Mass Mandatory evacuations are now underway for South Carolina and Florida as the situation worsens by the minute. Hurricane Matthew could bring catastrophic destruction to the South East coast of the USA.
This is a very serious situation. Please take it seriously.
Hurricane Matthew May Be Rare Major Hurricane Strike to Florida East Coast; Conditions Deteriorating in Bahamas
Category 3 Matthew is now bearing down on the Bahamas.
Hurricane watches and warnings are posted for a swath of eastern Florida.
Matthew will likely be the first hurricane strike in South Florida since Wilma.
Matthew will then flirt with the coasts of Georgia and the Carolinas this weekend.
However, the threat to the Northeast has been reduced.
Hurricane Matthew is now forecast to strengthen again over warm water north of Cuba, with the Bahamas and parts of Florida’s Atlantic coast, the Georgia coast, and coastal Carolinas potentially in line for a strong hurricane strike.
A hurricane warning has been expanded north along the east coast of Florida from Golden Beach, Florida, to the Flagler/Volusia County line. Lake Okeechobee has also been placed into a hurricane warning.
A hurricane watch remains in effect north the warning to Fernandina Beach, Florida. This includes Orlando, Florida.
Tropical storm warnings are in effect from Chokoloskee to Golden Beach in Florida, for the Florida Keys from Seven Mile Bridge eastward, and for Florida Bay.
All interests near Florida’s East Coast should rush necessary preparations to completion today.
Hurricane warnings continue for the entire Bahamas chain as well as eastern Cuba.
Hurricane Matthew is now north of eastern Cuba, as a reintensifying Category 3 hurricane. Satellite imagery shows convection re-wrapping around the center, and there have been lightning strikes near the eyewall, indicating an intensification is taking place.
Matthew’s tropical storm-force wind field (at least 39 mph sustained winds) extends up to 175 miles from the center, and hurricane-force winds extend up to 45 miles from the center.
Caribbean, Bahamas Impacts
Impacts are beginning to wane in Hispañola (including Haiti), but mudslides may continue for days thanks to rain-soaked ground.
Eastern Cuba conditions will slowly improve Wednesday, though some rainbands may trigger additional flash flooding.
Meanwhile, conditions will steadily worsen in the Bahamas.
Here is the approximate timing of the worst wind and surge impacts, coinciding with the nearest passage of the eyewall of Matthew in the Bahamas:
Over a foot of rainfall from Matthew will trigger life-threatening flash floods and mudslides. Here are the latest storm-total rainfall amounts from the National Hurricane Center:
Southern Haiti, southwest Dominican Republic: 15 to 25 inches, locally up to 40 inches
Northwestern Haiti, eastern Cuba: 8 to 12 inches, locally up to 20 inches
The Bahamas: 8 to 12 inches, locally up to 15 inches
Turks and Caicos: 2 to 5 inches, locally up to 8 inches
Northeast Haiti, northern Dominican Republic: 1 to 3 inches, locally up to 5 inches
On the current forecast track, here are the latest storm surge forecasts from the NHC, above normal tide levels at high tide:
The Bahamas: 10 to 15 feet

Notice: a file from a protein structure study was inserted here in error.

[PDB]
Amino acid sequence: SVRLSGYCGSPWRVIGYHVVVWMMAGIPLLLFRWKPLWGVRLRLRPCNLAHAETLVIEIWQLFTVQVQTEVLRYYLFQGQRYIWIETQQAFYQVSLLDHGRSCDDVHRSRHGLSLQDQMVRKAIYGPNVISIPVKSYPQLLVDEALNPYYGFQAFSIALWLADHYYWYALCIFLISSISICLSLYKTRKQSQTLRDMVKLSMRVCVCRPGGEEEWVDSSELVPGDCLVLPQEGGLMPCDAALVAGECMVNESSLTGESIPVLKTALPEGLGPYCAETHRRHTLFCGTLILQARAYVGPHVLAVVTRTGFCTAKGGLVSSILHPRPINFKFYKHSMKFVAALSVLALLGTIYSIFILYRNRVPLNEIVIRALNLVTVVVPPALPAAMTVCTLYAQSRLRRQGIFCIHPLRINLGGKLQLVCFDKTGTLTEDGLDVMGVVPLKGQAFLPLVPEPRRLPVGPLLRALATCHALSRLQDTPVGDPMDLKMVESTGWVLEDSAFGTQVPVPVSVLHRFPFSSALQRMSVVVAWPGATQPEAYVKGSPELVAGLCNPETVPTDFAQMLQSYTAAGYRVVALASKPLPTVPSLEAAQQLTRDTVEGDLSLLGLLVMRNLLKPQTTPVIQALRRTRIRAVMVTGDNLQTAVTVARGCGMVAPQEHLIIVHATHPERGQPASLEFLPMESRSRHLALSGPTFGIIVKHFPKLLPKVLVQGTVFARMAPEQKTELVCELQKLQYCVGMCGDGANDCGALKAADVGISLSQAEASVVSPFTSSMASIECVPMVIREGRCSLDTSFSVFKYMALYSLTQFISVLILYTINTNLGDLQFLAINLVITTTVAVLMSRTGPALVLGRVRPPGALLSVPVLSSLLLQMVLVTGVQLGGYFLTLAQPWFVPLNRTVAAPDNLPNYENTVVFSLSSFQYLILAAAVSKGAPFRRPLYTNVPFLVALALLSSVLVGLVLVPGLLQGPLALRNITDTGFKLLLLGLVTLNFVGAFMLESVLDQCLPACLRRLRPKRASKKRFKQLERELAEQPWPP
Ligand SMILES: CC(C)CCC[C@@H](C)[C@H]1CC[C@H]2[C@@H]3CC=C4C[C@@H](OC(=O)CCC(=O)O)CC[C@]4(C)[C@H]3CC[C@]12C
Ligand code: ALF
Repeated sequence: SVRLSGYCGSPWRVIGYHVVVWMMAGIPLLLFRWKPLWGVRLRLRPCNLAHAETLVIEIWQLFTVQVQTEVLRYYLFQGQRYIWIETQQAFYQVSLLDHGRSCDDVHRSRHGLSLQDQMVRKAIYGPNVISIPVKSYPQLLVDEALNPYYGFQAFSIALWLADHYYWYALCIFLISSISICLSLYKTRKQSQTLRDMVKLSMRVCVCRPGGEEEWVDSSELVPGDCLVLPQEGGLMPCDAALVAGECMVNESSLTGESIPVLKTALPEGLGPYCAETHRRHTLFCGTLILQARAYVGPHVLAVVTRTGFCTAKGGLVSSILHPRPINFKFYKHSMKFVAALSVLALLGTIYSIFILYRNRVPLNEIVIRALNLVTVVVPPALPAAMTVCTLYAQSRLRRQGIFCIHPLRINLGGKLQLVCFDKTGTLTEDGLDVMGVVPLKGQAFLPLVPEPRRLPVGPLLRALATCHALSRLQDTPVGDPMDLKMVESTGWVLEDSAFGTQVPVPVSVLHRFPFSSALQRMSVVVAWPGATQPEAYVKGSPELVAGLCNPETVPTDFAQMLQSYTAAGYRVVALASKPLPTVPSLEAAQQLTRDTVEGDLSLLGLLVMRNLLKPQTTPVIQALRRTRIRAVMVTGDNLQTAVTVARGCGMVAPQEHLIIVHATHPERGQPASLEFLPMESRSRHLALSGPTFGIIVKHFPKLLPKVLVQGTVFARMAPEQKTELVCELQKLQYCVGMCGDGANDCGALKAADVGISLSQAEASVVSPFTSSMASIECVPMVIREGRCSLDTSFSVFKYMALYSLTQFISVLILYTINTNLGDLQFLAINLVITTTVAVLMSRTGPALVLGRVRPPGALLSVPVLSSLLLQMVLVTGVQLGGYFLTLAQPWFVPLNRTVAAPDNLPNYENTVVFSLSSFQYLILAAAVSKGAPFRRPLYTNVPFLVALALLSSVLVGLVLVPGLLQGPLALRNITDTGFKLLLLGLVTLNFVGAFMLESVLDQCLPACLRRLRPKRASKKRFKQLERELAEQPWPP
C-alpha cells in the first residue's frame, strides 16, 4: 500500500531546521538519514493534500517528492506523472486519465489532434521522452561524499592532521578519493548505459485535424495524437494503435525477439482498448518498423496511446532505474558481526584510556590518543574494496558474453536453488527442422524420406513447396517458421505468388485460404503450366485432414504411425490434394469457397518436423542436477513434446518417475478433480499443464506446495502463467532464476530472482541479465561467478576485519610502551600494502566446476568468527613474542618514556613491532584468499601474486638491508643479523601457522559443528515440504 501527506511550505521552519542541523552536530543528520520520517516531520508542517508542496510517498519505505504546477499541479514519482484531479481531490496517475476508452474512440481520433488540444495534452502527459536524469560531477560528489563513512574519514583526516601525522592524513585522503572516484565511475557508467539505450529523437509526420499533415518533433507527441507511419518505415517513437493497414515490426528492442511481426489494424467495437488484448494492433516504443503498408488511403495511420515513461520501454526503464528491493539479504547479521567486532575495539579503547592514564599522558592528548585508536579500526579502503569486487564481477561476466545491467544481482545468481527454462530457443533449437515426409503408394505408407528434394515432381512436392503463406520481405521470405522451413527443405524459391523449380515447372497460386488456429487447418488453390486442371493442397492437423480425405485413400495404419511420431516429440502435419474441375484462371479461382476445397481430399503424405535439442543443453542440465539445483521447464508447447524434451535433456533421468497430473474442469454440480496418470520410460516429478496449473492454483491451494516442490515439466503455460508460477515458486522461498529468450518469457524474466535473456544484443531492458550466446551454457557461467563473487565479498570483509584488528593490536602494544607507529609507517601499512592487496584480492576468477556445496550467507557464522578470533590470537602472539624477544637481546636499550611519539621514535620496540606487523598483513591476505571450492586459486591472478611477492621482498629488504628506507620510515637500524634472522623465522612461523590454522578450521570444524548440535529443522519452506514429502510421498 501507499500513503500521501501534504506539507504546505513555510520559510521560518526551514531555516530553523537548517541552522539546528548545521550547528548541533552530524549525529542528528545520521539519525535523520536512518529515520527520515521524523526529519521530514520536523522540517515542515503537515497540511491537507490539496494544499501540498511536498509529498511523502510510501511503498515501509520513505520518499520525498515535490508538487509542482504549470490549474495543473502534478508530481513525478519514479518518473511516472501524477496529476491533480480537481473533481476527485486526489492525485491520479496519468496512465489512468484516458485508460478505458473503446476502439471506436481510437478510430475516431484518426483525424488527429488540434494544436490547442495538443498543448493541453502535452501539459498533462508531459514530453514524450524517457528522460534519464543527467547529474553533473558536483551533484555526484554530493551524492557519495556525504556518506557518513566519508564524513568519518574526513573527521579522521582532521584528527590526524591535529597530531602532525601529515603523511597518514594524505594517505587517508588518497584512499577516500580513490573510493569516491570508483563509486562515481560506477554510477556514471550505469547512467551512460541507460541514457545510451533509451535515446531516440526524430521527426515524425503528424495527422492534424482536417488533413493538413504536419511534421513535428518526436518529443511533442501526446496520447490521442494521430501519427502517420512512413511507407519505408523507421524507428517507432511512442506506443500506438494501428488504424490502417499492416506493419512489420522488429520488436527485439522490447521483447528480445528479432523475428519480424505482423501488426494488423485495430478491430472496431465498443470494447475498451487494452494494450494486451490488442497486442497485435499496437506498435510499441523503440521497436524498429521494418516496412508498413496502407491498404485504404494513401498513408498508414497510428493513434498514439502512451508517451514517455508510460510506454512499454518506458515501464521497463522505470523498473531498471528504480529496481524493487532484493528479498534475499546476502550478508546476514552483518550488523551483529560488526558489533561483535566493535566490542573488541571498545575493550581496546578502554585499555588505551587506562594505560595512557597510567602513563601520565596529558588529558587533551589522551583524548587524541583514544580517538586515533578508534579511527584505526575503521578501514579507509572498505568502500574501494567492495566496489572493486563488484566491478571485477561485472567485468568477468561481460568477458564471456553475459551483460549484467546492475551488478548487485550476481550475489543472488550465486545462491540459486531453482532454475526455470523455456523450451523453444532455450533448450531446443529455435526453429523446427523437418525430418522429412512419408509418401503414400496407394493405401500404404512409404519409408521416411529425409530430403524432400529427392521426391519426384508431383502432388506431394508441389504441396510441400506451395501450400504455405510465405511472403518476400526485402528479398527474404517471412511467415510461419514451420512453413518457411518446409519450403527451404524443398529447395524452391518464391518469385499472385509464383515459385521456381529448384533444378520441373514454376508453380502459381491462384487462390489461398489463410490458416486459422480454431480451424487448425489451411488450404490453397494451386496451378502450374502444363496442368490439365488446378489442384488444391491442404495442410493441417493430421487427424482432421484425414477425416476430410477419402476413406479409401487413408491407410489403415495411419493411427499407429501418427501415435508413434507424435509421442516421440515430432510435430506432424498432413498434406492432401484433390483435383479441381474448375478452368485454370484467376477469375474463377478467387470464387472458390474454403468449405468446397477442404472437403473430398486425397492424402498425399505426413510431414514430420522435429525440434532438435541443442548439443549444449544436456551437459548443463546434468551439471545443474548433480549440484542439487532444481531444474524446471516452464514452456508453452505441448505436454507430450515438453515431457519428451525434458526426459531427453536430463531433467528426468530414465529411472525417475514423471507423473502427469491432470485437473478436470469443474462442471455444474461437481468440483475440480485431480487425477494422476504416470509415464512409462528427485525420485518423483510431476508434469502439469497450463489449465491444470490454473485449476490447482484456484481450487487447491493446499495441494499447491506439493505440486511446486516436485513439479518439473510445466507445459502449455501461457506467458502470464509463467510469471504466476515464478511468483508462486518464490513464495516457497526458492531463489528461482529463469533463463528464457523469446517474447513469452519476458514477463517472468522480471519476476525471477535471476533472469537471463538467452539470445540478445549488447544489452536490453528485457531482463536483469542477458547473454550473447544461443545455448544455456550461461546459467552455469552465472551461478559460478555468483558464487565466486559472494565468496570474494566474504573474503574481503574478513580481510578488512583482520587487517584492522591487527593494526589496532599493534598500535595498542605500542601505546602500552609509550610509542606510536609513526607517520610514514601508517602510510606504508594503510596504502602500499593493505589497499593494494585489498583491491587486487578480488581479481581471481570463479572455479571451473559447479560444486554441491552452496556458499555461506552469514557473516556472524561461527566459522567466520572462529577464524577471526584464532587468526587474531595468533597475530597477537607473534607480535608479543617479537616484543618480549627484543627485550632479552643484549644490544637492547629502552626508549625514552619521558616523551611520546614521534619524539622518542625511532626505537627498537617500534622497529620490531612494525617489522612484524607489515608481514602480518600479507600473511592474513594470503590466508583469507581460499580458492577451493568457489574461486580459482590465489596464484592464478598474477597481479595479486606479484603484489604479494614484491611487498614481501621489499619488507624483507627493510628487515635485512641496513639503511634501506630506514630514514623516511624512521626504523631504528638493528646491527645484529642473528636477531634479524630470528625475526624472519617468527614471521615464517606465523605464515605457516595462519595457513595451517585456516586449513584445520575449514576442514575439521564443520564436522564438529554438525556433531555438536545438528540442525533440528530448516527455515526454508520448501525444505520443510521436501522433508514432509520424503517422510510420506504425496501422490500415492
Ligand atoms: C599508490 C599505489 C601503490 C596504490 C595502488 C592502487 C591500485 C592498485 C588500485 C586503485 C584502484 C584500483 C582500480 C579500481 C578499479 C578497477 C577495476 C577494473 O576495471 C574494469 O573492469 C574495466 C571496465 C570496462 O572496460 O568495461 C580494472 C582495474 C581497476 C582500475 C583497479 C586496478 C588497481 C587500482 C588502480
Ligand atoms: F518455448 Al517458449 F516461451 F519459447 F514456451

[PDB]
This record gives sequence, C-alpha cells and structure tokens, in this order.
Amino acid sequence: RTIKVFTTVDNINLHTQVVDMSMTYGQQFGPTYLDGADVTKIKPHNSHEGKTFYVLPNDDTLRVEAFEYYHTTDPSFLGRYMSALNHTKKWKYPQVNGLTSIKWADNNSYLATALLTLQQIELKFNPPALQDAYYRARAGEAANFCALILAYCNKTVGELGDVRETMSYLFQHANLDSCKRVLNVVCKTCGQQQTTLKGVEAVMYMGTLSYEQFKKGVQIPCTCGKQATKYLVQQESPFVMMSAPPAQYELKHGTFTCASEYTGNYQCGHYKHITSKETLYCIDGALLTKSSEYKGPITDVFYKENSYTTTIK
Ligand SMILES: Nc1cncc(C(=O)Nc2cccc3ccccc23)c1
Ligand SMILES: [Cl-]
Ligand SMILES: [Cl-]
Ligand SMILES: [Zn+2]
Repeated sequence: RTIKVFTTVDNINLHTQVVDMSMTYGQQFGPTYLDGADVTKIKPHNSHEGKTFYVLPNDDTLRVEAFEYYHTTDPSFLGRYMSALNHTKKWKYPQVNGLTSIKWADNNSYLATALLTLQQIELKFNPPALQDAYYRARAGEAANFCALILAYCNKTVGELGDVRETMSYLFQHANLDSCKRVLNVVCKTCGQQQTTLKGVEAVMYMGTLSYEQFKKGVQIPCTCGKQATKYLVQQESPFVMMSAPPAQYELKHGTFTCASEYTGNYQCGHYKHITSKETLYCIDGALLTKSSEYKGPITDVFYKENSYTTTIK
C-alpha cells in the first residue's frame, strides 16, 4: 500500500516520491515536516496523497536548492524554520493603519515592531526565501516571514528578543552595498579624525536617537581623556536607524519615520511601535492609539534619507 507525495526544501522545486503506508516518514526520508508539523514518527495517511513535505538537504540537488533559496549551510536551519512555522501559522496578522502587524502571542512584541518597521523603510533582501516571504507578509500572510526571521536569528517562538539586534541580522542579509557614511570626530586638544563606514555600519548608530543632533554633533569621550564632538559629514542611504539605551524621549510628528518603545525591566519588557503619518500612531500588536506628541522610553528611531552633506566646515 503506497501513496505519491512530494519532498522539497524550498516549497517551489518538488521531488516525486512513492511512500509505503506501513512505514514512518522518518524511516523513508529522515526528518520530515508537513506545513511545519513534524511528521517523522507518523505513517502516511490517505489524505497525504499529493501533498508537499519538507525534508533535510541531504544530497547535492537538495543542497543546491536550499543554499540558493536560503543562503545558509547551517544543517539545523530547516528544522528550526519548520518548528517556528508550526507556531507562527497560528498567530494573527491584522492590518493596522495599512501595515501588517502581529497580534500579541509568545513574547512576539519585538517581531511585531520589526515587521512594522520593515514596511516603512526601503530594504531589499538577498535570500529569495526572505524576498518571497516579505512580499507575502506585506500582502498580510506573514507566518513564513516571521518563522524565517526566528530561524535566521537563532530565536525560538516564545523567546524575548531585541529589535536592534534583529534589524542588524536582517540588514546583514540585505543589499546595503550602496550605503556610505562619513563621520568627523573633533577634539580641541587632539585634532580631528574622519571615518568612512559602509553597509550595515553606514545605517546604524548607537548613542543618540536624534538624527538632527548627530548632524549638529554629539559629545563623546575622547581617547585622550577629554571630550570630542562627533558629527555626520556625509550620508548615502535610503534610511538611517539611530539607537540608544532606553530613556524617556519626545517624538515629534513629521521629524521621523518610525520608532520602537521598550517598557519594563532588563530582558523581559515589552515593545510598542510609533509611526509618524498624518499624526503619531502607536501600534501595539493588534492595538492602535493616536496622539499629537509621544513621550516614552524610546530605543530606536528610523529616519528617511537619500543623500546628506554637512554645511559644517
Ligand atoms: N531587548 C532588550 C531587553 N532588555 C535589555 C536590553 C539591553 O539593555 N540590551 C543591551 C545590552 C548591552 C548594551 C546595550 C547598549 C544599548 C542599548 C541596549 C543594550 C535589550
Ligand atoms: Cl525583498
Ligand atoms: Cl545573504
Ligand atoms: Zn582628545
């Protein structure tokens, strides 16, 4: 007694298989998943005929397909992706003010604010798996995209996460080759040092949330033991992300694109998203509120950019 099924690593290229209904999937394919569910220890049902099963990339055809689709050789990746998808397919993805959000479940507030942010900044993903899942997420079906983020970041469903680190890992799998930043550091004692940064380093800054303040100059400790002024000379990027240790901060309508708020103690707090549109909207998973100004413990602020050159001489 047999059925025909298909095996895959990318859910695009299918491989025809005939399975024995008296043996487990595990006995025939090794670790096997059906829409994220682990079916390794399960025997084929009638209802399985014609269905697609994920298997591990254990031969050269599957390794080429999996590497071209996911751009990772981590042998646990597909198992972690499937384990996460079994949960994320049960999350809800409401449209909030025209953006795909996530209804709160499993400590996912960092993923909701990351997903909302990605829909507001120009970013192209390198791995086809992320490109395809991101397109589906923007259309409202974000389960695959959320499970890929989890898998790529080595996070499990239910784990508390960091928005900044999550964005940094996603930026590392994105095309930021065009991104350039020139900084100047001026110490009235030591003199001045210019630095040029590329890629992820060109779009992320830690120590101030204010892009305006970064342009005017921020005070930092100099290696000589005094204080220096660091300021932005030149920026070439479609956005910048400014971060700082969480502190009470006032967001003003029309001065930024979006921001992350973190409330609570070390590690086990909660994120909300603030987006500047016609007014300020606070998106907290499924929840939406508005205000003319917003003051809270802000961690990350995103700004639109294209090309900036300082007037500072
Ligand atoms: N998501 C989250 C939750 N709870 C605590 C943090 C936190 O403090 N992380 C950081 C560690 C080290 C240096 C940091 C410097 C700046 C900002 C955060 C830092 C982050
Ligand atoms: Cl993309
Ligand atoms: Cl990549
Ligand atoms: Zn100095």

North coast of Cuba east of Camaguey: 4 to 6 feet
It’s worth noting this forecast for the Bahamas is on the order of storm surge witnessed during Hurricane Joaquin almost exactly one year ago, only for, potentially, the entire chain, rather than just the central and southeast Bahamas.
Battering waves will ride atop the storm surge, and coastal flooding from large waves may begin well in advance and ahead of Matthew’s center.
This storm surge will also limit rainfall runoff in some places, aggravating flooding, especially in coastal locations where swollen rivers cannot drain.
Hurricane-force winds, with peak timing as outlined above, will lead to widespread structural damage, particularly to poorly-built structures, numerous downed trees and widespread power outages. Due to wet ground, trees will be even more susceptible to being toppled.
Matthew’s center will make a close-enough pass to a large swath of eastern Florida to bring hurricane-force conditions at least to the Atlantic coast. If the center moves close enough, at least the western eyewall could bring destructive winds to at least Category 3 intensity.
The reason for this is stronger high pressure aloft persisting over the western Atlantic and East Coast of the U.S., helping to trap Matthew close to the coast.
Hurricane Matthew, still a strong Category 3 storm, made a devastating march this week across the Caribbean, being blamed for at least 11 deaths in the storm’s destruction. After hitting the western tip of Haiti, Matthew makes its way across the corners of Cuba on Wednesday, heading towards the southern Bahamas with winds of 120 mph and heavy rain. Forecasters predict Matthew will strengthen to a Category 4 hurricane by the time it makes its way towards Florida and the rest of the east coast sometime between Thursday evening and Saturday.
As far as timing for any potential impacts along the Southeast coast, here is a general overview. The NHC forecast calls for Matthew to be a strong hurricane during this timeframe.
Florida Peninsula (particularly east): Thursday-Friday, possibly lingering into early Saturday in northeast Florida.
Southeast Georgia: Friday-Saturday.
Eastern Carolinas: Later Friday-Saturday, possibly continuing into Sunday.
I am on the road so here is a look using the iPad and the iPhone at the latest on hurricane Matthew
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